Should You Pick Ceramides Over Hyaluronic Acid For Better Skin? Here’s What Dermatologists Have to Say


Thankfully with all the information out there on skincare, when it comes to dehydrated skin, we tend to reach for products infused with 2-3 specific ingredients. Of these, hyaluronic acid and ceramides are the top contenders, with the former even becoming a seriously trending skincare ingredient in the recent past. But when it comes to ceramides and hyaluronic acid, while both offer hydration and moisturisation, they offer other significant advantages for the skin as well. So, how do we decide which one to choose over the other? Which is better for our skin type, is one more superior than the other in terms of performance? We connected with the experts to get all our doubts cleared up. Here’s what they had to say.

Ceramides Vs. Hyaluronic Acid

Let’s first understand what these two skincare ingredients really are. Breaking it down for us, Dr Batul Patel, Celebrity Dermatologist & Founder & Medical Director of The Bombay Skin Clinic, says, “Ceramides are lipids that naturally occur in your skin and they make up an important part of the skin barrier. Hyaluronic Acid (HA) is a glycosaminoglycan, a type of sugar, that can hold almost 1000x its weight in water. It is found in the dermis of the skin and is also present in the skin’s natural moisturising factors (NMFs).” 

Leading Dermatologist Dr Madhuri Agarwal who is Founder and Medical Director of Yavana Skin Aesthetics, says, “The big difference is hyaluronic acid is a humectant, whereas ceramides are more like an emollient and hydrator, which repair the skin barrier. So, the functioning is different.”

Explaining this further, Dr Chytra Anand, Top Dermatologist and Founder & CEO, Kosmoderma Clinics compares the benefits and functions of the two for us. She shares, “Function wise, ceramides act as ‘mortar’ between the skin cells, providing structural support and helping to keep the skin firm and supple.” What this ‘mortar’ does in terms of benefits, is this, “Ceramides are crucial for maintaining a healthy skin barrier function. They help to retain moisture, prevent water loss from the skin, and protect against environmental irritants. By replenishing ceramides, you can strengthen the skin barrier, improve hydration, and promote overall skin health.” On the other hand, she says that HA’s function is to attract and retain moisture in the skin, keeping it hydrated and improving its overall texture. “Therefore, as a humectant, it provides the benefit of holding a significant amount of water, and thus, providing intense hydration to the skin. It helps to improve skin elasticity, reduce the appearance of fine lines and wrinkles, and give the skin a plumper and smoother appearance,” she says.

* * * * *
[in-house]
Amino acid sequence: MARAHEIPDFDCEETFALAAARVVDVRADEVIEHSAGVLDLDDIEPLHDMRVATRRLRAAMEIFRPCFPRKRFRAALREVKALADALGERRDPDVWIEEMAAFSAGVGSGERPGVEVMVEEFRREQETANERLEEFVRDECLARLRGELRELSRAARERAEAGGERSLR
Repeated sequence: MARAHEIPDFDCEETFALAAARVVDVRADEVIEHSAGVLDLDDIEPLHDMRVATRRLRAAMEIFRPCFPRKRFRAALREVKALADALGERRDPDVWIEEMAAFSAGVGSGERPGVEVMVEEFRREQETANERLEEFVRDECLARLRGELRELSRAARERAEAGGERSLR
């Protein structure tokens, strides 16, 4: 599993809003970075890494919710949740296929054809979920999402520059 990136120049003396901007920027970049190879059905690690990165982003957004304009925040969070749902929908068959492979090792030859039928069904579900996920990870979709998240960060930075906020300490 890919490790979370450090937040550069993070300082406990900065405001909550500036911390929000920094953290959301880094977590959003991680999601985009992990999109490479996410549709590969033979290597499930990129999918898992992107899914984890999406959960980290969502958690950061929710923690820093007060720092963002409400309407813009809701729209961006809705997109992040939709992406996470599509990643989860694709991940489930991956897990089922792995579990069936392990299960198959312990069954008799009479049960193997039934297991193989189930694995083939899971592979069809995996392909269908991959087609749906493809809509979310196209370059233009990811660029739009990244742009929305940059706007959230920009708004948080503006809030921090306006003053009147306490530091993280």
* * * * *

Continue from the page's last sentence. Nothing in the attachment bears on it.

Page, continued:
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Dr Batul adds that while hyaluronic acid slows down trans epidermal water loss (TEWL) and retains water to keep your skin hydrated, ceramides go beyond that and work to repair your skin, reduce inflammation, reduce facial redness, improve acne, smooth fine lines and wrinkles, and also fade dark marks.

Is It An Either/Or Choice?

We quizzed the experts on which of the two ingredient-infused products would they prescribe to their clients and patients. Dr Madhuri says, “Principally, I would recommend a ceramide over a hyaluronic acid any day because it gives better hydration, better barrier protection whereas HA just gives that little bit of immediate hydration and then dries out the skin.”

Dr Batul too, opines, “Ceramides strengthen the skin barrier thus, outweighing HA in terms of benefits. So, if I were to prescribe only one of the two to my patients, I would choose to prescribe a ceramide-based product as it has a whole lot of benefits, particularly the repair of the barrier which is a very important component of the skin.” She also says, “The use of both of these ingredients will benefit more than using them individually.”

Dr Chytra echoes this point, “Ceramides and hyaluronic acid can complement each other’s benefits, and can thus be used together in a skincare routine. Ceramides help to strengthen the skin barrier and retain moisture, while hyaluronic acid provides deep hydration. This combination can result in improved skin hydration, smoothness, and overall skin health.” 


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But she says if she were to prescribe only one of the two to a client, the choice would depend on their specific skin concerns. “If the individual has a compromised skin barrier, dry or sensitive skin, or experiences excessive moisture loss, I might lean towards recommending a product with ceramides. On the other hand, if their primary concern is hydration, plumping, or addressing signs of aging, a product with hyaluronic acid would be a good choice.” says Dr Chytra. 

She also shares that both ceramides and hyaluronic acid are generally suitable for all skin types. “However, individual sensitivities may vary, so it’s important to consult with a dermatologist if you have any concerns before incorporating them into your skincare routine.”

There you have it from the experts. So, go ahead and make that informed pick for your skin. 

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